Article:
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CD/LP/TRACK REVIEW

Oliver Lake / Christian Weber / Dieter Ulrich: All Decks

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So successful was the off-the-cuff meeting that produced For A Little Dancin' (Intakt, 2010) that American reedman Oliver Lake once again renewed acquaintance with the Swiss pairing of drummer Dieter Ulrich and bassist Christian Weber at Zurich's unerhört Festival. But this time out they rang the changes by adding German trombonist Nils Wogram. So far so normal, but it's about as far from a star and pick up band as you can get. Lake, renowned as a founder member of the pioneering World Saxophone Quartet and the still current Trio 3, willingly subsumes himself to a democratic group ethos which ...

CD/LP/TRACK REVIEW

Oliver Lake / Christian Weber / Dieter Ulrich: For A Little Dancin’

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Alto and soprano sax man Oliver Lake has been a key member of a trio with bassist Reggie Workman and drummer Andrew Cyrille in the past. That band, sometimes with the addition of a pianist, has been responsible for some of this century's most compelling small group jazz. This alto sax-bass-drums trio thus has a lot to live up to, but live up to it they do with For A Little Dancin', and not least because they're a trio whose collective endeavor is shot through with a rarefied level of energy and commitment. They're no mere copycat ...

LIVE REVIEWS

Oliver Lake Solo: San Diego, December 17, 2010

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Oliver Lake Sushi Performance and Visual Arts San Diego, CA December 17, 2010 Saxophonist, composer, poet and painter Oliver Lake stands at the top of his profession alongside such giants as his contemporaries, multi-instrumentalists Anthony Braxton, and Roscoe Mitchell. His solo concert at Sushi Performance and Visual Arts was the final installment of adventurous curator Bonnie Wright's excellent “Fresh Sounds" series. Lake doesn't perform solo concerts all that often, so this was a rare opportunity to hear the man's music in the most intimate setting possible. Lake emerged in the public ...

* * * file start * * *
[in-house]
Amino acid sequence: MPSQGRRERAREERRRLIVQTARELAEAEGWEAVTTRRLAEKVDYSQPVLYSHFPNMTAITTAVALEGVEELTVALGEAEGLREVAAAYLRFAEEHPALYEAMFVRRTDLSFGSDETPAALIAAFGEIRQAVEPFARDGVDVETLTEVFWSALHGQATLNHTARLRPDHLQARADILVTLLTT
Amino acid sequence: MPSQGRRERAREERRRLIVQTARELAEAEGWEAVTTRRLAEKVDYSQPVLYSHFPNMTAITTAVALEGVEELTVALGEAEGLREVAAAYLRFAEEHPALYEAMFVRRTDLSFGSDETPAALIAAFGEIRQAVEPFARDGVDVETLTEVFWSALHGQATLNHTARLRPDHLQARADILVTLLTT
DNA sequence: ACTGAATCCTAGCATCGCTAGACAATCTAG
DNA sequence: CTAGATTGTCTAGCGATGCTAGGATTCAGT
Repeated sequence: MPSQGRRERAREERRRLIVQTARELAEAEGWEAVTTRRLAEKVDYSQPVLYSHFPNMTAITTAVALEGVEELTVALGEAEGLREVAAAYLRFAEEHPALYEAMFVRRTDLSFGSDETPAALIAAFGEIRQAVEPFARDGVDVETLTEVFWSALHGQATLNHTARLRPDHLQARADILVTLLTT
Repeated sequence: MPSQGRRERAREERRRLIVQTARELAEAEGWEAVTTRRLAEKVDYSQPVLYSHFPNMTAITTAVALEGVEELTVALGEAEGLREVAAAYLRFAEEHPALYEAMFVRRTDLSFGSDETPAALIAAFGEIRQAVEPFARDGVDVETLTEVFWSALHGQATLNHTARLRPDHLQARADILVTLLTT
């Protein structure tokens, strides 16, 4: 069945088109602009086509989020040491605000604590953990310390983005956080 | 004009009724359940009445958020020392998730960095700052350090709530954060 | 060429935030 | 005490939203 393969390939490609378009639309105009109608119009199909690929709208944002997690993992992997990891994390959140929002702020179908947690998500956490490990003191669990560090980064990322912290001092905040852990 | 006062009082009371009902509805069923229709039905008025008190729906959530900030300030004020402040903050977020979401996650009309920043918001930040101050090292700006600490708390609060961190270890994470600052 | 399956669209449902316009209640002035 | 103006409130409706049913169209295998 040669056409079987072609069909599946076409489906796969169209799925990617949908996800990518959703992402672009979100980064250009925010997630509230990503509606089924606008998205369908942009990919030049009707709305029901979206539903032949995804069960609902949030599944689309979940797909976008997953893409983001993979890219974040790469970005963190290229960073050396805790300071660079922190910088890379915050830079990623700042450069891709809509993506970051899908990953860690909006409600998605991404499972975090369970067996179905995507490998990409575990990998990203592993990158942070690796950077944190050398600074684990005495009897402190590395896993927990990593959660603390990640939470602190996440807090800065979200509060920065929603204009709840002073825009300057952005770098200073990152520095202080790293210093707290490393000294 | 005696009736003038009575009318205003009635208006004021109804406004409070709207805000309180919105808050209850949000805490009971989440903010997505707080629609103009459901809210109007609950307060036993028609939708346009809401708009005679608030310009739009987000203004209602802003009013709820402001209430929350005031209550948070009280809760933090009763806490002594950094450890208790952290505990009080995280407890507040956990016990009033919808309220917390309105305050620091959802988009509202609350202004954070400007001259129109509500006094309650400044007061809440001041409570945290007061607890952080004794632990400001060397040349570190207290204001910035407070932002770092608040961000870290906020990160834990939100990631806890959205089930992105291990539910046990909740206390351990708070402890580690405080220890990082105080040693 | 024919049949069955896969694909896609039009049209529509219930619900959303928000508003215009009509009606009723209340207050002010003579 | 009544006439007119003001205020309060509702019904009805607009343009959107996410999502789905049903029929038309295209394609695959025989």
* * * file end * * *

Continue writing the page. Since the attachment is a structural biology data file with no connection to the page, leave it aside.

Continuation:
CD/LP/TRACK REVIEW

Oliver Lake: Makin' It

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Changing a few elements of a well known musical format may be all that is needed to create a new and fresh sound. Makin' It, Oliver Lake has taken the old saxophone organ trio popularized in the 1950s by the likes of Ike Quebec and made it into a new vehicle for 21st century improvised music. He has replaced the tenor saxophone--the instrument traditionally associated with this combo--with his alto. Though he remains true to the gospel-inflected and bluesy sound of the older groups, he has injected a hefty dose of free improvisation into the music, pushing ...

CD/LP/TRACK REVIEW

Oliver Lake Organ Trio: Makin' It

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This album finds alto saxophonist Oliver Lake in a groovesome incarnation, less disposed than usual towards avant exploration. He's utilizing the classic Hammond organ construction, though without any guitarist in sight. It's just Lake, B3 man Jared Gold and drummer Johnathan Blake, getting pretty close to the expectations of a '60s formula, though still surprising with a few sideways tweaks. The session is produced by Lake's son Jahi, capturing a fully pulsing sound throughout, solid, warm and fruity. “In Walked John" makes a bold opener, the first of two numbers written by the departed Chicagoan trumpeter Malachi Thompson, ...

LIVE REVIEWS

Vision Festival 2008: Day 3

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Day 1 | Day 2 | Day 3 | Day 4 | Day 5 | Day 6

Oliver Lake New Quintet Project James Spaulding Swing Expressions Bluiett's Bio-ElectricEnsemble of Possibilities

13th Annual Vision Festival Clemente Soto Velez, New York City June 12, 2008

Among the many attributes of the Vision Festival, one of those which makes it unique is the emphasis on all of the arts, not just the stellar avant-garde jazz for which it is most renowned. So to accompany the roster of acts on the ...

CD/LP/TRACK REVIEW

Oliver Lake: Zaki

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Jazz music continually tries to outpace the long shadow cast by its past. On the one hand, it's the music of the vanguard, an art form built on a spirit of risk-taking and experimentation. On the other, the progressive spirit started with Charlie Parker and extended by Ornette Coleman (and several others) seemed to have stopped short with John Coltrane's death in 1967. But in the mid 1970s, Switzerland's hatHUT label persevered, survived and even thrived in waters markedly outside the music's mainstream by, above all, offering the decade's top free jazz talent artistic liberty and a commitment of support. ...



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